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Your Kid Did Do This: Brian Belott at 247365

by Paddy Johnson on June 12, 2015
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Over at the Lower East Side gallery 247365, artist Brian Belott has opened Dr. Kid President Jr. one of the stranger shows you’ll see this summer—an exhibition comprised of 34 counterfeit paintings of found children’s art. The paintings are hung salon style on the gallery walls and the only clue that they are made by anyone other than a child is their surface. Each is painted with PolyColor on canvas. (PolyColor is a high end version of tempera.)

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How Long Until the Lower East Side Turns Into 1980s Soho?

by Corinna Kirsch on February 4, 2015
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According to LES dealers, brokers, restauranteurs, and residents.

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The Digital Art World’s (Secret) Feminism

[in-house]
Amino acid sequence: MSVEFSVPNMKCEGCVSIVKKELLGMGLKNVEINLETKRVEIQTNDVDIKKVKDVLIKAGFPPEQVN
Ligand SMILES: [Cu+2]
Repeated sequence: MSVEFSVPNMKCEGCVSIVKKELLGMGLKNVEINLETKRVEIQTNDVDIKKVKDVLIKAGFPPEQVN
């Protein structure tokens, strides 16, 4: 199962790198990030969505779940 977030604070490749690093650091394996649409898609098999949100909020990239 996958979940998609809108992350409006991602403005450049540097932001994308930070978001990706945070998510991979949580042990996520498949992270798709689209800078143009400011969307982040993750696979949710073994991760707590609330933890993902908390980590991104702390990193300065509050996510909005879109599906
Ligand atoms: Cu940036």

by Corinna Kirsch on October 4, 2013
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The major issues facing feminism and digital art go far beyond a numbers game. Seeking a male-female ratio in exhibitions is just one part of an overarching discussion that’s centered around how to present femininity within digital art and how to carve out a space online and IRL, in-print and on blogs, about feminism’s future. In an attempt to move the conversation off Facebook, I surveyed dozens of young artists, curators, and writers who’re actively engaged with the digital art world, and asked them about the major issues facing feminism in the digital art world today. From private Facebook groups to list-servs, there’s plenty of talk about feminism and digital art online, but you might not know about it; you’d have to be privy to these virtual salons.

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The Artists’ Guide to the 2013 New York City Mayoral Race

by Whitney Kimball on August 30, 2013